Friday, 9th April 2010
In General Japan News,
Sushi digesting bacteria found in Japanese
Those who regularly eat sushi could be benefiting from a type of bacteria which helps to break down the seaweed often used in the delicacy.
Researchers from the University of Pierre and Marie Curie in Paris looked into how the bacteria found in the human stomach could change depending on our diets.
When the stomachs of Japanese volunteers were looked at, they were found to contain high levels of a certain bacteria known to live on seaweed, which could be helping lovers of sushi digest the fish delicacy.
A total of 11 genes used by the bacteria to break down carbohydrates were also found.
However, when volunteers from North America had their stomachs tested, no such bacteria was discovered.
One of the lead researchers, Mirjam Czjzek, said: "This gives us a hint at how the diversity of bacteria we have in our guts arises and evolves. What we eat and how we prepare it can have an influence on our microflora."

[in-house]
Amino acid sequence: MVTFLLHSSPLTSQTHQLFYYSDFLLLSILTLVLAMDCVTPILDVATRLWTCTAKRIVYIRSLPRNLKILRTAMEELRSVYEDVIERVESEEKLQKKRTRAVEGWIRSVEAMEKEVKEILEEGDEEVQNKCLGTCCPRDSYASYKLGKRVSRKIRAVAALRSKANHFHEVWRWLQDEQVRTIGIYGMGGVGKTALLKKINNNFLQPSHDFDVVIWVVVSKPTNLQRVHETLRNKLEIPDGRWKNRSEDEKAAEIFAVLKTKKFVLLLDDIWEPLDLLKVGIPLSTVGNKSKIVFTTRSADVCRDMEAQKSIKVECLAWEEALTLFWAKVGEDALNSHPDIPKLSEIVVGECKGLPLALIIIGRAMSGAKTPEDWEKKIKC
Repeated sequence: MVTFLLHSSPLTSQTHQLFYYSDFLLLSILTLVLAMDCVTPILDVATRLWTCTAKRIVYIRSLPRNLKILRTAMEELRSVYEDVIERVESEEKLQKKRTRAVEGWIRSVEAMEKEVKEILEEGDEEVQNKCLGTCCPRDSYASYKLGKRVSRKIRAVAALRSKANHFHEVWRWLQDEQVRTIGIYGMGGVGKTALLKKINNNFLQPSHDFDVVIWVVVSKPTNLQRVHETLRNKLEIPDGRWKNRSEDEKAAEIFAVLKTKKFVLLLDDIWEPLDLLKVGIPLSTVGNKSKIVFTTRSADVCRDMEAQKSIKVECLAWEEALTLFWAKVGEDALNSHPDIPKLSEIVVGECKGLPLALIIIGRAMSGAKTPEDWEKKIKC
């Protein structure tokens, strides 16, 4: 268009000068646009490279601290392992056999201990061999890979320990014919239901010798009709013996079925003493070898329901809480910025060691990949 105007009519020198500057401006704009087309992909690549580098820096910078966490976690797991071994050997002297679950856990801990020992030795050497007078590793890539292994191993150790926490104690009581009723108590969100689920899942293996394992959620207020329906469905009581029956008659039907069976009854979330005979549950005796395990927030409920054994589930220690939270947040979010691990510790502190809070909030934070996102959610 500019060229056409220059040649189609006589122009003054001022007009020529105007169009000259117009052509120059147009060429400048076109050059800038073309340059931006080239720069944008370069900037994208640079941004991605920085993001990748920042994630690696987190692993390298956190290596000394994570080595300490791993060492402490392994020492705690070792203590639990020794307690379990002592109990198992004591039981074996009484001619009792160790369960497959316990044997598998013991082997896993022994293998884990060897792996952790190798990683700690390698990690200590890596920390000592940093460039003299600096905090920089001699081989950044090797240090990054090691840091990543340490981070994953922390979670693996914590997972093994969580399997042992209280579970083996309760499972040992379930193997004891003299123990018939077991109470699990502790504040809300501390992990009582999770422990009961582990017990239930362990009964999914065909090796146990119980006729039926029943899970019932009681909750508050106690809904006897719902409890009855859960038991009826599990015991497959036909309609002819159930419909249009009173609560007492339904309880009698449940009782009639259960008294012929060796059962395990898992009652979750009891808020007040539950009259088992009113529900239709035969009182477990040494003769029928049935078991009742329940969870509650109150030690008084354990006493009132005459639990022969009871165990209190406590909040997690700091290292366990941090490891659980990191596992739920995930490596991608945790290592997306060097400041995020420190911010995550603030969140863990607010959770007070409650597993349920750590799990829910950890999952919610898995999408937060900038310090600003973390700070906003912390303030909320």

Many visitors to Japan may mistakenly think that sushi is raw fish but this is actually known as sashimi. Sushi refers to the rice used in sushi dishes.
Written by Kimberley Homer.
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All-female team of chefs opens sushi restaurant in Tokyo (29th December 2015)
Japanese food festival tempts US sushi lovers (19th November 2009)
Japanese government to train overseas chefs in sushi skills (25th January 2016)
Sushi school of hard knocks (5th February 2013)
Japan to improve global sushi skills (29th December 2010)